Scoop: Netflix drama of Prince Andrew’s car-crash interview

Headshot of Wenlei Ma
Wenlei Ma
The Nightly
3 Min Read
Rufus Sewell as Prince Andrew in Scoop on Netflix.
Rufus Sewell as Prince Andrew in Scoop on Netflix. Credit: Netflix

Was there anyone in the world who watched Prince Andrew’s infamous 2019 interview with BBC Newsnight and didn’t think that this was a man who lived completely in his own bubble?

His proclamations of “letting down the side” revealed the royal’s extraordinary blindspots – that putting mummy in a bad position was the big takeaway from his friendship with paedophile and convicted sex criminal Jeffrey Epstein. Not, apparently, all of the other bad things.

How was this “allowed” to happen from the palace side? Did they not realise that a man deluded about his own complicity should not front a news crew? Or were they so convinced of the righteousness of the monarchy mission?

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It’s like Richard Nixon’s “When the president does it, that means it’s not illegal”. Sometimes people of high status are so transfixed by the hubris of their “station”, they forget they walk among humans.

The Netflix film Scoop scratches at these questions but doesn’t delve deeply into issues around the power and structures that protected – and, to a large extent, continues to protect – Prince Andrew.

Scoop on Netflix
Scoop on Netflix Credit: Netflix

Instead, it’s a pacy and entertaining behind-the-scenes recounting of how the BBC Newsnight team secured the bombshell interview.

The story kicks off in 2010 when Prince Andrew (Rufus Sewell) is photographed with Epstein in New York City’s Central Park before time-jumping to 2019 when the royal moans about the fact that the image is still hanging around his neck like an albatross. He wants clear air for his other endeavours including a entrepreneurship program, Pitch@Palace.

Cut to the BBC where the organisation is under pressure in another round of job cuts. No one will be immune, including the news division’s flagship daily program, Newsnight. Producer and booker Sam McAlister (Billie Piper) seizes on a release from Prince Andrew’s private secretary Amanda (Keeley Hawes) about Pitch and uses it as an in to lobby for a no-questions-barred sit down with its host Emily Maitlis (Gillian Anderson).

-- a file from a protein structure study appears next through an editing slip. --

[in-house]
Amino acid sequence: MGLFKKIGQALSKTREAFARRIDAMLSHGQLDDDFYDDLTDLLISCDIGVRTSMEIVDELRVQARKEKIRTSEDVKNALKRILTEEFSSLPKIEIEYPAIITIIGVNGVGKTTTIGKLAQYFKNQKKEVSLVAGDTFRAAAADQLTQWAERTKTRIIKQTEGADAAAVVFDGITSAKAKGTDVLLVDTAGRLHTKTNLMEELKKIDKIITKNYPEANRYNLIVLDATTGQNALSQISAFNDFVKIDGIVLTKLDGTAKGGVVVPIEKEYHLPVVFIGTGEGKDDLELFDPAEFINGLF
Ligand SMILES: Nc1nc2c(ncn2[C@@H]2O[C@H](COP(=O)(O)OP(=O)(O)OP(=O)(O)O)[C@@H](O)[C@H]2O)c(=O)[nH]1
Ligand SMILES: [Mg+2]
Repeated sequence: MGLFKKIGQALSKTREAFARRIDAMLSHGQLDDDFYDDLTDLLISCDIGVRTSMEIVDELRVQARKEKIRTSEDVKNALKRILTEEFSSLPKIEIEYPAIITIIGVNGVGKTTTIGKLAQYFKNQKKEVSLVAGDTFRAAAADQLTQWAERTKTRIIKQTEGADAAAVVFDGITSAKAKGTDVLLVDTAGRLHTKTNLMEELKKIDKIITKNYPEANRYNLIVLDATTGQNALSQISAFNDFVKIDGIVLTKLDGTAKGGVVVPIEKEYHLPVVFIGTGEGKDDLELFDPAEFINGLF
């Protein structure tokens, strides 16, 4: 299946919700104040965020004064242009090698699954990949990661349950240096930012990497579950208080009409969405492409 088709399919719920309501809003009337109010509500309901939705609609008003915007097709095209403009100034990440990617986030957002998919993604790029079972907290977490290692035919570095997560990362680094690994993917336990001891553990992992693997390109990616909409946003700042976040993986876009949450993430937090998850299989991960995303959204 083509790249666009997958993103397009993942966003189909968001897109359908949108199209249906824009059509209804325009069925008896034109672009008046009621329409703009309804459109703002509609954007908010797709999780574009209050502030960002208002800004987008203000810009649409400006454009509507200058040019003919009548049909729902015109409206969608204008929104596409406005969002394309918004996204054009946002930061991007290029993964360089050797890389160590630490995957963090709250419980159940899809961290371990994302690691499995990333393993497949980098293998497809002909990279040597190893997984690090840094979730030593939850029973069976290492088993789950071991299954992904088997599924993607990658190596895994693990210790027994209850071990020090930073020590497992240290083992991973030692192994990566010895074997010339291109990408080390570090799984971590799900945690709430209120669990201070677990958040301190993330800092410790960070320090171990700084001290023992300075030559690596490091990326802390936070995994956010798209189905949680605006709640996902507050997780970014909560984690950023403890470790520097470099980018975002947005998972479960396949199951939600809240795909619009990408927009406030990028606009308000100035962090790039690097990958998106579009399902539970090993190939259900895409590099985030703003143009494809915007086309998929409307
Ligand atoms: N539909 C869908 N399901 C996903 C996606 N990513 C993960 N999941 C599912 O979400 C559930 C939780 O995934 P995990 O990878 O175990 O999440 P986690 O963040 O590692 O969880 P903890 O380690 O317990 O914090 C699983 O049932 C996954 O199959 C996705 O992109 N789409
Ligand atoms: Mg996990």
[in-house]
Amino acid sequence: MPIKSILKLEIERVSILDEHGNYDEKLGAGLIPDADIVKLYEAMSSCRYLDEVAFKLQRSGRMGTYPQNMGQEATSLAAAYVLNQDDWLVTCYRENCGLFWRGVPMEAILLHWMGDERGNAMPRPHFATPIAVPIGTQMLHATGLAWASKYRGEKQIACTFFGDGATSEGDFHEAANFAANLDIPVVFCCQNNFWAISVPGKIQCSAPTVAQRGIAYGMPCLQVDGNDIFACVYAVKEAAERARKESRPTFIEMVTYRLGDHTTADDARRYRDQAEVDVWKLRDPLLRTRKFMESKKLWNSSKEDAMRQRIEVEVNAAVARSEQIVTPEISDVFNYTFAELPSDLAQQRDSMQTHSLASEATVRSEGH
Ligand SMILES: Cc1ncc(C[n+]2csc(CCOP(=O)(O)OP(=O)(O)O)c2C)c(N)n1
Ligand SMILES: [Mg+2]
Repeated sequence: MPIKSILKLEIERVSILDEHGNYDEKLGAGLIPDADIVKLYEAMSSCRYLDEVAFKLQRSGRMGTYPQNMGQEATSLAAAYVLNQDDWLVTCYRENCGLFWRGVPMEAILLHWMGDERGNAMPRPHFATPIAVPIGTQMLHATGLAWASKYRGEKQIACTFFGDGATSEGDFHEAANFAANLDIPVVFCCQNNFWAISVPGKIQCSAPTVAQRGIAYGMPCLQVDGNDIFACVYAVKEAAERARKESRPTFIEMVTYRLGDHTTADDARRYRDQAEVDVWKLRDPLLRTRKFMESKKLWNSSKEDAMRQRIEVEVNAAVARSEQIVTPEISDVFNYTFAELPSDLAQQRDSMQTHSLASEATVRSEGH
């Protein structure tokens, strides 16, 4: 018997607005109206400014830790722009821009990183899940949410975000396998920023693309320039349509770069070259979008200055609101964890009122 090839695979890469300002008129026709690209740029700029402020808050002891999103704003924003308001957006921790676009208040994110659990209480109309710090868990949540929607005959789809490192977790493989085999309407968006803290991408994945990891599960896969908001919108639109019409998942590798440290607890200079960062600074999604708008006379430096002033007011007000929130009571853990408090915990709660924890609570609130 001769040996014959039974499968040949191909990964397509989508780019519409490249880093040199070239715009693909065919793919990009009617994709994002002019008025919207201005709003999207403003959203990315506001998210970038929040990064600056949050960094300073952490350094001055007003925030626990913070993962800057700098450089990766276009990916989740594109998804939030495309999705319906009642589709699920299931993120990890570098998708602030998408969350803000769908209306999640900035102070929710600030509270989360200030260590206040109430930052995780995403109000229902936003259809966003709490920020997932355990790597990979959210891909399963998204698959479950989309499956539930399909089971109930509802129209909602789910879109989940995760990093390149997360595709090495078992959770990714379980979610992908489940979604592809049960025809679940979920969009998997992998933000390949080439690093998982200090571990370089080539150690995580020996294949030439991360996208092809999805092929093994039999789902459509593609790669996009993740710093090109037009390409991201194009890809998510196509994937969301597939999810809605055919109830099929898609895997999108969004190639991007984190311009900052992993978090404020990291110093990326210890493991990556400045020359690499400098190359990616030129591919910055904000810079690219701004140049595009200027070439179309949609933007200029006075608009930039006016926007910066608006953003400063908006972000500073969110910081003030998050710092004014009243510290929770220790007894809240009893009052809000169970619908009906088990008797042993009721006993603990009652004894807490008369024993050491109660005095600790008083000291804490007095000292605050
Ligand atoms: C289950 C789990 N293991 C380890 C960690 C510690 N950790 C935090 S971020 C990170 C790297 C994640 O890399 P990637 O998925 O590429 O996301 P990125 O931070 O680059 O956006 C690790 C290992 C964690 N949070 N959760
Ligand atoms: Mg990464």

Scoop goes through the events between that first meeting between Sam and Amanda, until the days after the interview airs when Prince Andrew steps back from royal duties. It’s a process story of Sam negotiates with the palace and the preparation involved in ensuring they had the right questions, could anticipate his responses and pivot when needed.

There are several moments when Scoop opens the door to wider issues – when Emily says if the interview fails, she will become the public scapegoat, or what does Newsnight stand for in 2019 – but doesn’t walk through. It’s a tease.

Scoop on Netflix
Scoop on Netflix Credit: Netflix

And then there’s the personal story in Scoop, which by virtue of the fact the film is based on McAlister’s book, is Sam trying to prove herself and her “tabloid” instincts to her snootier colleagues.

But even that doesn’t go very far, which is surprising considering how much British media is dominated by people from middle- and upper-class backgrounds and the effect that has on how it represents the nation.

It’s a bit like the revelations in the interview. Everyone was so baffled by Prince Andrew’s trip to the Pizza Express in Woking, and claims he had a medical condition that stopped him from sweating, that it became a distraction.

The titbits made him fool-of-the-week on social media and the memes were endless, but they upstaged the bigger story.

Scoop is diverting and agreeable for anyone who wants to see how the story came together or wants to relive the squirmier moments of that interview, but if you’re asking it to consider what it all means, it won’t give you that.

Rating: 3/5

Scoop is on Netflix on April 5

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